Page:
County officials: Property taxes not enough to cover costs
Some South Dakota counties say the cost of providing essential services is outpacing property tax revenues.
Kris Jacobson is Executive Director of the South Dakota Association of County Commissioners.
Speaking before a legislative committee studying the state's property tax, Jacobson said Monday that several South Dakota counties are going broke.
“There's potentially 15 counties across the state that are in financial dires, that are possibly contemplating bankruptcy,” she said.
Jacobson said that's due in part to a state law that restricts how much counties can increase property taxes each year.
“Due to the property tax freeze implemented in the 1990s, counties are at various taxing limitations in meeting their mandated responsibilities,” Jacobson said.
Counties decide the amount of property taxes they collect, which is known as a levy. The 1990's law, pushed by then-Governor Bill Janklow, restricts the amount a levy can grow each year — 3% or the change in the Consumer Price Index, whichever is lower.
According to Hughes County Commissioner Randy Brown, the law “essentially stuck counties where they were when the phrase was implemented.”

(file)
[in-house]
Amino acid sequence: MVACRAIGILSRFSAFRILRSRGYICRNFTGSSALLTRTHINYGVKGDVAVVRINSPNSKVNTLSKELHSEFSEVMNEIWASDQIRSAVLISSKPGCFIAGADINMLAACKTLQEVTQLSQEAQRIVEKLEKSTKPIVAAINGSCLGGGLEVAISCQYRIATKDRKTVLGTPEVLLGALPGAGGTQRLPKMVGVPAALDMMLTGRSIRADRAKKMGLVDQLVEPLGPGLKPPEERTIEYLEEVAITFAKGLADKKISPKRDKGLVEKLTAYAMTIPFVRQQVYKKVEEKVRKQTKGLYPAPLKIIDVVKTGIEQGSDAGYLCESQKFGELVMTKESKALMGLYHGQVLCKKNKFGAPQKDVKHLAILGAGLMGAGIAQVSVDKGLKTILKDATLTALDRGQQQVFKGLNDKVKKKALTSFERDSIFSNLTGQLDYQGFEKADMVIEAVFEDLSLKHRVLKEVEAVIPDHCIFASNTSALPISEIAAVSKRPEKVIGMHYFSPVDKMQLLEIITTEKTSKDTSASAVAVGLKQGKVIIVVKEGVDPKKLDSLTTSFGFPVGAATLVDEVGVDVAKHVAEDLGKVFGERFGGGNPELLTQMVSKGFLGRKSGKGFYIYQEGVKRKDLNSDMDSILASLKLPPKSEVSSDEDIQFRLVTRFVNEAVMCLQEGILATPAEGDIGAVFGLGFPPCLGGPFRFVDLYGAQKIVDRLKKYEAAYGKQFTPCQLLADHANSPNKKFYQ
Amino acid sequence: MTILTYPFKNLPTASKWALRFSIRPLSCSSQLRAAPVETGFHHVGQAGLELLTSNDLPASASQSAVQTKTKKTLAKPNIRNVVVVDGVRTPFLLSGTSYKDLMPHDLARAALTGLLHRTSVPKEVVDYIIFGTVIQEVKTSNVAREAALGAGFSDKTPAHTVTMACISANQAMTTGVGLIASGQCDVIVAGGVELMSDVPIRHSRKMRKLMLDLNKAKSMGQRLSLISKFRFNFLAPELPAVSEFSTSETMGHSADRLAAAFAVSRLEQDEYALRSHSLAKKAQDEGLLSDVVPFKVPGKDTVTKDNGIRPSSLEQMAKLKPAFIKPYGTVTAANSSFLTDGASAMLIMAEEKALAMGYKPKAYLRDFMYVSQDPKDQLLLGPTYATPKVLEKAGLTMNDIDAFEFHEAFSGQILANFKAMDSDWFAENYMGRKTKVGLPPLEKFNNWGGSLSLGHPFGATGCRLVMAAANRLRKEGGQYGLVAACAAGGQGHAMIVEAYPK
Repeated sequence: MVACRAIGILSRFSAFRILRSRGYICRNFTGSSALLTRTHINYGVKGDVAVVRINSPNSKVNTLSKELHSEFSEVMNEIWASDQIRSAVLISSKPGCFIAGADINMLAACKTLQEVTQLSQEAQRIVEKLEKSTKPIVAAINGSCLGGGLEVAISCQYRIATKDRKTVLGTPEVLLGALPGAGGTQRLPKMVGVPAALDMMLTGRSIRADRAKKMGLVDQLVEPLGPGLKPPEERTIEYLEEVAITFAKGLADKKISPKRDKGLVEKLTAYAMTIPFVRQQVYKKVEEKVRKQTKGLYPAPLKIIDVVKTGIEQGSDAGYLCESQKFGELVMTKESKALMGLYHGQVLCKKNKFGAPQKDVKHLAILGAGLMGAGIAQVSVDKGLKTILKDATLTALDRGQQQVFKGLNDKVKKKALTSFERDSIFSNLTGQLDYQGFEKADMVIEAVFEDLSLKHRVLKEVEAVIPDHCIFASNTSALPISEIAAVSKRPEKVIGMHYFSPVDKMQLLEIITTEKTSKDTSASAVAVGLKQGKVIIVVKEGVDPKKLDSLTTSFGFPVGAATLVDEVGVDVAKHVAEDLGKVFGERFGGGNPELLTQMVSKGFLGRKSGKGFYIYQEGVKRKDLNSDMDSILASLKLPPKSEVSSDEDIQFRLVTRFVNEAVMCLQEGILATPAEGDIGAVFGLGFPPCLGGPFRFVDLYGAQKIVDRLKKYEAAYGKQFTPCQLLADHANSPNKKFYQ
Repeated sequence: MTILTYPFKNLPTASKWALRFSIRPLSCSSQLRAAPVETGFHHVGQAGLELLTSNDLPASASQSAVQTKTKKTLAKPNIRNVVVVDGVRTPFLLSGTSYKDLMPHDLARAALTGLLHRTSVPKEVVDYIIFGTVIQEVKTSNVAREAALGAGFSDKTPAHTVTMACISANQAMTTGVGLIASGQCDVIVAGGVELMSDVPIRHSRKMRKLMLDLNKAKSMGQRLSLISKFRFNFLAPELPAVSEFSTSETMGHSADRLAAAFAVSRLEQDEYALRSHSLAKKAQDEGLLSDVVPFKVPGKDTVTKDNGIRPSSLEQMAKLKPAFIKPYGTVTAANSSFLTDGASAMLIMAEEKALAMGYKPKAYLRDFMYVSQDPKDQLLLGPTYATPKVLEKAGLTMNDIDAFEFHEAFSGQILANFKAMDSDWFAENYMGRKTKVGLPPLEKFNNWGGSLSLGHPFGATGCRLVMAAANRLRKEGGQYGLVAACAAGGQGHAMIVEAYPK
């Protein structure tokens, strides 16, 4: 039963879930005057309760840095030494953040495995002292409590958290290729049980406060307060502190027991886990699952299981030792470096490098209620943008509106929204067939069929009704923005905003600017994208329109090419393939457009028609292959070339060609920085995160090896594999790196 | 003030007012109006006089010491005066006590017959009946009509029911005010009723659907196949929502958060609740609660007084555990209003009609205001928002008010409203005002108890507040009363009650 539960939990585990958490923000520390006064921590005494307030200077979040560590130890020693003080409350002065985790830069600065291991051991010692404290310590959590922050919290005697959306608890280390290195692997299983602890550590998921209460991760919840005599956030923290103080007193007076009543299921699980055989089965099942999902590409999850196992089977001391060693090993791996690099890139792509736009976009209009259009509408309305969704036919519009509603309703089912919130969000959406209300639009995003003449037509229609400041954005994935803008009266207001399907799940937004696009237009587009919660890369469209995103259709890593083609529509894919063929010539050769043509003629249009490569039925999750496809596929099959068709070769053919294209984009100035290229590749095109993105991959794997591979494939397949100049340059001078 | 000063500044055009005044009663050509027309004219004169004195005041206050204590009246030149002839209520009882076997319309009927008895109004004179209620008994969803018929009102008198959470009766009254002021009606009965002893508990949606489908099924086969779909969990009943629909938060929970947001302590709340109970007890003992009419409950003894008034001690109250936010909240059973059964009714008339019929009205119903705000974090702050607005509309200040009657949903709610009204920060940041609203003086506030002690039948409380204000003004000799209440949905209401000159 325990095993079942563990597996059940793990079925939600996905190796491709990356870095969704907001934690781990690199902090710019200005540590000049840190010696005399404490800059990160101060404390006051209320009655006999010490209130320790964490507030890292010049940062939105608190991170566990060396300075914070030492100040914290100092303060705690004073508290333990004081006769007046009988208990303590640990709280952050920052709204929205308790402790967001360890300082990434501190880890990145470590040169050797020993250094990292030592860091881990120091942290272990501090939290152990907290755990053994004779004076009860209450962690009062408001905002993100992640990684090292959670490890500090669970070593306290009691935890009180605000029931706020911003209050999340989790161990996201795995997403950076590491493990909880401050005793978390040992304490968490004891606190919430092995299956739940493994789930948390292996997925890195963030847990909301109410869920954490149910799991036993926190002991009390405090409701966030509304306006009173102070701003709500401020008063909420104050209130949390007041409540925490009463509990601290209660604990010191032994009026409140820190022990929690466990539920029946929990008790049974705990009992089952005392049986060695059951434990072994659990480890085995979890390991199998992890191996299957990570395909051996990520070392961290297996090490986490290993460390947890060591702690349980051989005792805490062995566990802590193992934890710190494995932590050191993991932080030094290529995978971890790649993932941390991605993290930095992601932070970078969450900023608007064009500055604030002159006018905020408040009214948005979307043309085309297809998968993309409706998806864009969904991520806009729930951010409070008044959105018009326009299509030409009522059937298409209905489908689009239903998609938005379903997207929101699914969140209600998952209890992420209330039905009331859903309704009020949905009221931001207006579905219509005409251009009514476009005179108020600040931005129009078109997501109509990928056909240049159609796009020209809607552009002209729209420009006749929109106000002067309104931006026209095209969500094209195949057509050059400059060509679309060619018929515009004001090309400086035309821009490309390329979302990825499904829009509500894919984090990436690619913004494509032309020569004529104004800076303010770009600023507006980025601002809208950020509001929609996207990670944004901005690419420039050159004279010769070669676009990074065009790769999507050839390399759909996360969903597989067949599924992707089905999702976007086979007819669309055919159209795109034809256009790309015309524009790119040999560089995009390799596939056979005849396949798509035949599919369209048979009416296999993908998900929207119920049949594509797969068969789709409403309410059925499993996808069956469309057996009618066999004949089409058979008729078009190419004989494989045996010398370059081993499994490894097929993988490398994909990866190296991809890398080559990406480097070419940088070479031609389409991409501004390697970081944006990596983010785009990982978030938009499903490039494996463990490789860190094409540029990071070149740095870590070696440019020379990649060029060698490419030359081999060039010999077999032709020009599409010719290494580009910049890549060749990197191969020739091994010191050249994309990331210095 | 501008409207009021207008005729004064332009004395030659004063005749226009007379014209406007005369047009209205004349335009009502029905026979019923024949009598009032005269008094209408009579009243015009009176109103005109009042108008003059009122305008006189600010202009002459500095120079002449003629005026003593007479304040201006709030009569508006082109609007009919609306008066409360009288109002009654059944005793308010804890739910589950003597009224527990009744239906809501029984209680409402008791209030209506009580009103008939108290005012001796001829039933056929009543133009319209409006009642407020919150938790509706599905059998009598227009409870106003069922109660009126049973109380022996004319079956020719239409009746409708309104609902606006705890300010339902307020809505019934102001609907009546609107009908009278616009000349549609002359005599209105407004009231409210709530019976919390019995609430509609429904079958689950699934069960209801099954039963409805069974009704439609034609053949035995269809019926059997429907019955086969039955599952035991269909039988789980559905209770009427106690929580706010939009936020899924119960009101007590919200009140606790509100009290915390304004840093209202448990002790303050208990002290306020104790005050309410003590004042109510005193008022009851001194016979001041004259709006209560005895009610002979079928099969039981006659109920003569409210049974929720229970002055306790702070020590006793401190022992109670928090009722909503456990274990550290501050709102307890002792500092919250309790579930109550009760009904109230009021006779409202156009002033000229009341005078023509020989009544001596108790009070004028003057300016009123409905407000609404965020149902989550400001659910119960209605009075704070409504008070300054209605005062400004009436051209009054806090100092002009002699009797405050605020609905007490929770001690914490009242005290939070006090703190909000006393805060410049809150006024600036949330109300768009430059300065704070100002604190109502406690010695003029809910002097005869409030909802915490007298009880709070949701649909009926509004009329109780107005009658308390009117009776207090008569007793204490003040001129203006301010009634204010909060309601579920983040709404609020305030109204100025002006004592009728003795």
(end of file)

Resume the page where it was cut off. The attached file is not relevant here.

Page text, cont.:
Brown said public safety is the biggest cost for Hughes County.
“The public safety sector of our budget makes up an ever-increasing share of our costs each year, he said. “Those costs include States attorneys, public defenders, court appointed attorneys, court ordered tests and other judicial costs.”
Brown said the county is looking at a $4 million deficit for fiscal year 2023.
State Rep. Lance Koth, R-Mitchell, suggested counties should look to consolidate services with each other.
Brown said his county is already working to create a joint ambulance district with Stanley County.
“That would lessen some of the burden, but it’s minimal compared to the rest of it,” Brown said, estimating that Hughes County has about a year of reserves before it goes into the red.
Jim Lintz is a County Commissioner from Custer County. He said properties in the southern Black Hills are assessed at high values, which means the county receives less money from the state.
“We have high property values and a low number of students,” Lintz said. “We’re spending a little over $12000 per student, we’re getting $300 for student need from the state.”
According to Lintz, Custer County struggles to pay for the services needed to support the tourism industry.
“The services required are much greater than they are for 7800 people,” said Lintz. “We're trying to tax, on a local level, people that don't have the ability to pay the tax."